They called their grandmother over

Once upon a time in a land long ago my father told a lot of lies. One of them was that he wasn’t married when he met my mother, which caused a series of complications but wasn’t extraordinarily uncommon after what when I was a boy was called The War. Another was that his mother was dead and that he had no brothers or sisters, which was why they weren’t at the wedding with my mother. That wasn’t true.

In fact, there were five other brothers and sisters, not none. Thomas, Dora, Alfred, Phylis and Hilda, one of whom lived a full 30 years after the 1957 wedding to my mother, dying a decade after she re-married more happily. Another lie was that my father was born in 1918 in Australia. He wasn’t. He was born in 1920 in what’s now known as St Mary Cray, in Kent.

For years I just assumed that if you’re a bigamist then yes, telling lies would be pretty much part of the job description, but by accident I’ve recently found another reason he would have had for lying. It would also account for his Daily Express snobbery and also his derision towards manual labour, although as I’ve found out, possibly that didn’t stem from some inate gentility but came from another reason altogether.

His mother, Kate Ramsey I found through, bless it, came from Mitcham in Surrey. So did a lot of other gypsies. The line about the grandmother comes from the old song, the one about the raggle-taggle gypsies o! It’s about a woman who runs off with the Rom and the oddness of the line is thought to be a mishearing of ‘they cast their glamour over her.’ A glamour was a spell. That’s what we’re like, us quarter-Romany. Buy me lucky heather deary, or I’ll put a quarter of a curse on you.

I didn’t know any of this. I’ve taught Romany children after they were withdrawn from school because they were being bullied. They were some of the nicest, most eager learners I’ve ever taught and their parents were certainly some of the most hospitable, not to mention some of the cleanest people I’ve met in my life. And the Romany link explains two things that have puzzled me for decades. Every summer I get brown quickly, which isn’t much of a big deal, but I do.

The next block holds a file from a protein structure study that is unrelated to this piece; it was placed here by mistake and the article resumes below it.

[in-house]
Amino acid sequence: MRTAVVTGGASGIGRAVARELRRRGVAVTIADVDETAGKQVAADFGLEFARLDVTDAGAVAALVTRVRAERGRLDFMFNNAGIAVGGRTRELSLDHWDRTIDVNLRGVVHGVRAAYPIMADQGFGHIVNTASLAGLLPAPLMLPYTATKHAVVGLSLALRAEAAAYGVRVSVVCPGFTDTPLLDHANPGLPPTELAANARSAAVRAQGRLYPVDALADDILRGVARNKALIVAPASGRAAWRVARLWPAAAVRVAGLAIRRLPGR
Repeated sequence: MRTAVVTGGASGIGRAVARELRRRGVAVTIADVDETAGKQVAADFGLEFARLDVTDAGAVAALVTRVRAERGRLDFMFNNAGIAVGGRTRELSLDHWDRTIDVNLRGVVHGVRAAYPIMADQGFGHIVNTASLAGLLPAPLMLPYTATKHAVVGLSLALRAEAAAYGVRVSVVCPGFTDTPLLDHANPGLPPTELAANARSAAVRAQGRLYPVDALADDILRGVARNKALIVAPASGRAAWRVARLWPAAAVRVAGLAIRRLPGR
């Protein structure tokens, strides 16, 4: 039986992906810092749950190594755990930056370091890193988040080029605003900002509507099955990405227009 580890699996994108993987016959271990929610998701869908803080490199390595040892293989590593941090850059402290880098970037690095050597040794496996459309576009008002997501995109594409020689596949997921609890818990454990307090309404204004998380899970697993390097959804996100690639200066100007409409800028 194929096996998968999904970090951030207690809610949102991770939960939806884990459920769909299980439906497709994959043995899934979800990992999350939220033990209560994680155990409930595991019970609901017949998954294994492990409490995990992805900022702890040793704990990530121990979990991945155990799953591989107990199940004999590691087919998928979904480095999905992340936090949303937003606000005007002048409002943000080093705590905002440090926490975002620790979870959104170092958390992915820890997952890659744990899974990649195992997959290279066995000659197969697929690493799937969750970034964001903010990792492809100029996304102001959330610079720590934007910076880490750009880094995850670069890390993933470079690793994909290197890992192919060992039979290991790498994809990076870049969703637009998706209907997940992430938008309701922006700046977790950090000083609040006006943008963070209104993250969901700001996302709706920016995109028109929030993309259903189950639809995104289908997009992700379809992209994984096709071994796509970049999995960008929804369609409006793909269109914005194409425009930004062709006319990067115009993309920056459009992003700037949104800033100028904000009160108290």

Odder than that was something a doctor wondered about years ago. He asked me if I had any black ancestors. I told him that so far as I knew all my ancestors were boringly peasanty village folk from Kent and Somerset, not a black face among them. Well, you don’t get scarring like this without it, the doc told me. It’s there somewhere. Turns out they do actually know stuff at medical school.

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Extra time

Time terrifies some people. A friend was convinced that she wouldn’t outlive her mother. Given that her mother was beheaded in a tragically stupid car crash rather than fading away in a care home, this worried her quite a lot. She was the front seat passenger. On a Highland road miles from anywhere she popped off her seatbelt to take her jumper off. At that exact moment a car came around the corner ahead on the wrong side of the road. She was not an old woman.